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Therapists Tell Us How the Trump Era Has Messed With Our Mental Health

If you can’t bear to look at today’s Facebook memories of you skipping to the polls—or you’re dreading tomorrow’s memories of your and your friends’ post-election reactions—you’re not alone. We talked to five therapists about how the election and its aftermath has affected their clients’ mental health.

The therapists we spoke to came from three red and two blue states: Texas, New Jersey, Utah, Florida, and California. All said that their clients included more Clinton than Trump voters, and one (the therapist from California) pointed out that the people who go to therapy tend to skew liberal. She said that more conservative voters often prefer to go to their pastor for counseling.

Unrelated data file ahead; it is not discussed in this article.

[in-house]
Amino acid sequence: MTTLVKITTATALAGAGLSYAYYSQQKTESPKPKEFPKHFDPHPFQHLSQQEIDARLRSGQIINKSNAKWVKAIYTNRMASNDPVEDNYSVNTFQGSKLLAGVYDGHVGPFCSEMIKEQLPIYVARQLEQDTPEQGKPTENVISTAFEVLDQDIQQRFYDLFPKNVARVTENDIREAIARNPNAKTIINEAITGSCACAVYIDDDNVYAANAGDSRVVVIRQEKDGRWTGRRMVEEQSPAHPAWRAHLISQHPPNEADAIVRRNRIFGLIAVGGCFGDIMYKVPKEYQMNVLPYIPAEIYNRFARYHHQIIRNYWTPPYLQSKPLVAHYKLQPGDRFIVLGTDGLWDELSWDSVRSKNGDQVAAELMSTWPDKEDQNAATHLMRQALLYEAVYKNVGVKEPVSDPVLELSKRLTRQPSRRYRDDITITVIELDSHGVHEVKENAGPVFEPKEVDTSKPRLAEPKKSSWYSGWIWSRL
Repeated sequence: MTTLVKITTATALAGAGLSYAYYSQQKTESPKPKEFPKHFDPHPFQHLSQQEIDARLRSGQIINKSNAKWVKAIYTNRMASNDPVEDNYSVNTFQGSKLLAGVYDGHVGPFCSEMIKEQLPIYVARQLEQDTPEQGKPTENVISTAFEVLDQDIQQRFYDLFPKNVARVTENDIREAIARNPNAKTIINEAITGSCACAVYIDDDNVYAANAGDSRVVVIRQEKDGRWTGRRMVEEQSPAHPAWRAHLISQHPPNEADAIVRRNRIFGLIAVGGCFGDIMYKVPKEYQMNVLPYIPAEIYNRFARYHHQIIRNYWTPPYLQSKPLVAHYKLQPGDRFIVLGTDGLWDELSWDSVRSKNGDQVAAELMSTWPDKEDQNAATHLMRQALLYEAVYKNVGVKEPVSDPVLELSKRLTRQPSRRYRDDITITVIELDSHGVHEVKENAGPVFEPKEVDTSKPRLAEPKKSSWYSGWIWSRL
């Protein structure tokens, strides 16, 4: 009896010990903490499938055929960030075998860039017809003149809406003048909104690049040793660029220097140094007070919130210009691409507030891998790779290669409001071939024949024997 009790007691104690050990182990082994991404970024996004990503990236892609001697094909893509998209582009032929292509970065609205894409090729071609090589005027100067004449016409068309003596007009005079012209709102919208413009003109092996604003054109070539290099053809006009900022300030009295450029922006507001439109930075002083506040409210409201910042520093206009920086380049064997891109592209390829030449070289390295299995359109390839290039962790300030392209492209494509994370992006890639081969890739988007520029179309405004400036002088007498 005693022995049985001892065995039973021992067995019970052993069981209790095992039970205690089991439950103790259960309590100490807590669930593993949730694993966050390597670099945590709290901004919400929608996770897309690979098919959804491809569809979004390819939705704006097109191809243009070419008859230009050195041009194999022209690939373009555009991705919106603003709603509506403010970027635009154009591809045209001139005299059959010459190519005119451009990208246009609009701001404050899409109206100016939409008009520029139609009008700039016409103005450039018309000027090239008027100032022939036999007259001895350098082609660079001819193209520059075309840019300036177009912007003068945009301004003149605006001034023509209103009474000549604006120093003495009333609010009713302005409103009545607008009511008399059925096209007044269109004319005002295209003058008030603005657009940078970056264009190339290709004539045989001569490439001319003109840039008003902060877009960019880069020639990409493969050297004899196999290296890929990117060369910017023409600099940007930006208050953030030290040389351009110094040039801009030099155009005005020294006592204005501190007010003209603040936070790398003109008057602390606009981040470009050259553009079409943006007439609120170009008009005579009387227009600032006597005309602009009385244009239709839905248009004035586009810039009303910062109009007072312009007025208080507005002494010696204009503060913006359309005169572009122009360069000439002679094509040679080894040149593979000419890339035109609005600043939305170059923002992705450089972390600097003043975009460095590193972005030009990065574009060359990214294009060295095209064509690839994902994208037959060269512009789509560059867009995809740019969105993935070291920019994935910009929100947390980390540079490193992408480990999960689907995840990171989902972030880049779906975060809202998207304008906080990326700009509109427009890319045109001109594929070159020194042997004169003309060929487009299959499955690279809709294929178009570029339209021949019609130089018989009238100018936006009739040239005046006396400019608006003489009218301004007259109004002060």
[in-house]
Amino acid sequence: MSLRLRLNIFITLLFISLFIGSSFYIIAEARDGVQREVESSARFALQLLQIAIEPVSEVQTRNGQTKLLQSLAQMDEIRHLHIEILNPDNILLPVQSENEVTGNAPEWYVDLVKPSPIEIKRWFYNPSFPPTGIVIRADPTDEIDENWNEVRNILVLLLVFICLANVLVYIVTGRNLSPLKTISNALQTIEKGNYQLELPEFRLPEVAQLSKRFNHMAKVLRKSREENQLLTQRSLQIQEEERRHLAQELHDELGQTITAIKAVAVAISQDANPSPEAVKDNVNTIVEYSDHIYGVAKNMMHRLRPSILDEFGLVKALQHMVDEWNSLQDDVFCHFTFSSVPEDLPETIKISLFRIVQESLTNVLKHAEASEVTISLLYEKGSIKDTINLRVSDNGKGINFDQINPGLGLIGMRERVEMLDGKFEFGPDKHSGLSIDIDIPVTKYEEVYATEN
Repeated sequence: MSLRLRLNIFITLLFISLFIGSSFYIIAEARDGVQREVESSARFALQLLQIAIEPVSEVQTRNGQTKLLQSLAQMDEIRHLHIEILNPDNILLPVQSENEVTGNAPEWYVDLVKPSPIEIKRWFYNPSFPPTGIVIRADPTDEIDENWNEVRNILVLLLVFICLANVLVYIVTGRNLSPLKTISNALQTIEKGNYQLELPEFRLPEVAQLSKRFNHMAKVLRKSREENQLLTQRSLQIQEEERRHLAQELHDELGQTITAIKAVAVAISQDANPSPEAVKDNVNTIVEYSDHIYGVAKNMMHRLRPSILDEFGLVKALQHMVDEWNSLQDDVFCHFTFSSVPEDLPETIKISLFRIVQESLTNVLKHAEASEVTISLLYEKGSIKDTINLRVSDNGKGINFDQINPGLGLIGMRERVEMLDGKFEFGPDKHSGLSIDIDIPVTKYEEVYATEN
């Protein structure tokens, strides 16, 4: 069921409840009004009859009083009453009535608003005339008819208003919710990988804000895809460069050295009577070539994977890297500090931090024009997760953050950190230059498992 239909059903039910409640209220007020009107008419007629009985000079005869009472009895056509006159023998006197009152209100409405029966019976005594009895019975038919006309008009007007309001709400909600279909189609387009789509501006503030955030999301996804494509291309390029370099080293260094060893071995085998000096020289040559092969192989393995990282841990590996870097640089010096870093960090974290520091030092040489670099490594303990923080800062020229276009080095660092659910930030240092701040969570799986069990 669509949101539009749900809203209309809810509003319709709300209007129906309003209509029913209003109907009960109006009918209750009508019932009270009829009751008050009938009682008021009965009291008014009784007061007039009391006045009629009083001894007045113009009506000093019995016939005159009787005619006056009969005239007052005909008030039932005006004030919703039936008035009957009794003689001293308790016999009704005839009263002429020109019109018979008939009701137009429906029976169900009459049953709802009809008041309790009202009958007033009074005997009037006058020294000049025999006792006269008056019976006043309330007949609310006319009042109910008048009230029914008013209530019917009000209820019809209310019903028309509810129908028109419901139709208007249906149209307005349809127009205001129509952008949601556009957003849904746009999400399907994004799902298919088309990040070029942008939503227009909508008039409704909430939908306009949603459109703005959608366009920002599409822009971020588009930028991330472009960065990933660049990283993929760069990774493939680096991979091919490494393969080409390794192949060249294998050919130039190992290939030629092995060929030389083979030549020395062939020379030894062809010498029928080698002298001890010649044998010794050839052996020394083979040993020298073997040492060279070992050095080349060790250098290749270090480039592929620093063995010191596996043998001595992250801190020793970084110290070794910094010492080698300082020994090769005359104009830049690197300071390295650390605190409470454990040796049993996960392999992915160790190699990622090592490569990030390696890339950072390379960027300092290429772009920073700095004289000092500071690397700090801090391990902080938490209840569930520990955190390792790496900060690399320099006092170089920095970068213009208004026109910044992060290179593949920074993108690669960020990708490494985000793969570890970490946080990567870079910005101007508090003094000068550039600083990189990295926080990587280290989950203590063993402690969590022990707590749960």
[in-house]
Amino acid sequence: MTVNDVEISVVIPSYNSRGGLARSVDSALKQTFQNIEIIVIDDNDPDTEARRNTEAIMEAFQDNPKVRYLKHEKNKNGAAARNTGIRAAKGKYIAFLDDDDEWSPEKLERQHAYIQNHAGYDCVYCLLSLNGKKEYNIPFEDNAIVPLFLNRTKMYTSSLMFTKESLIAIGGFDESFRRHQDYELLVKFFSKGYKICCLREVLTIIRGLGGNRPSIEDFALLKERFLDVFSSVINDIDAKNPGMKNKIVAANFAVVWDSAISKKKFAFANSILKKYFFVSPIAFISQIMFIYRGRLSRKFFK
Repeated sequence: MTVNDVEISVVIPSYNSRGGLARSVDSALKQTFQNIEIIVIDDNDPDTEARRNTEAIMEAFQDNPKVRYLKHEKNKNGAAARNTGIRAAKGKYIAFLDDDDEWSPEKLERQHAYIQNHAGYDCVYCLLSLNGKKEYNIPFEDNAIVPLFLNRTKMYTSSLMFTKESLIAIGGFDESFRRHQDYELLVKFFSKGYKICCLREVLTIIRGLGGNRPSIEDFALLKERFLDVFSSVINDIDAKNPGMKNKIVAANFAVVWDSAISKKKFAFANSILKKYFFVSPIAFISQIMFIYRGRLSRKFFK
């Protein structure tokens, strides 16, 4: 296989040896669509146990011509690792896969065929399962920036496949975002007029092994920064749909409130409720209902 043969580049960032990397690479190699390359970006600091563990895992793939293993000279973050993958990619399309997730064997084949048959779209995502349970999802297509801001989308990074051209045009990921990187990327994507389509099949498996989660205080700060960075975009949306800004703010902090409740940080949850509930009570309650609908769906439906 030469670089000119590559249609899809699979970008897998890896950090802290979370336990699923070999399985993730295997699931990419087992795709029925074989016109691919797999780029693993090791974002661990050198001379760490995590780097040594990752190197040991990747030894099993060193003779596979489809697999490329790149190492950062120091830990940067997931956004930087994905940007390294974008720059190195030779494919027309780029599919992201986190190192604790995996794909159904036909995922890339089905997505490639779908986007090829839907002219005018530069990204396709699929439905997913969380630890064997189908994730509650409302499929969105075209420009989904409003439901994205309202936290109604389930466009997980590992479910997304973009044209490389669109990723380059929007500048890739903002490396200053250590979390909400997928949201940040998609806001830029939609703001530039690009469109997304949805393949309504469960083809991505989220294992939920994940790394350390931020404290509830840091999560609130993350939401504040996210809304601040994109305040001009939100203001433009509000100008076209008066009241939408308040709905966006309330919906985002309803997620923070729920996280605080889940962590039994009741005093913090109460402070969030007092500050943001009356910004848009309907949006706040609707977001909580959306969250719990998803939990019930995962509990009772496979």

But no matter the clients’ party affiliations, these therapists’ stories are slices of a nationwide trend. The American Psychological Association’s survey of stress in America found that, in the August before the election, 52 percent of respondents said they were stressed by the presidential campaigns. This year, 63 percent say they feel stressed about the future of our nation. That breaks along party lines, but the difference is smaller than you might think: 73 percent of Democrats, 59 percent of independents, 56 percent of Republicans. That’s a majority of every political group surveyed.
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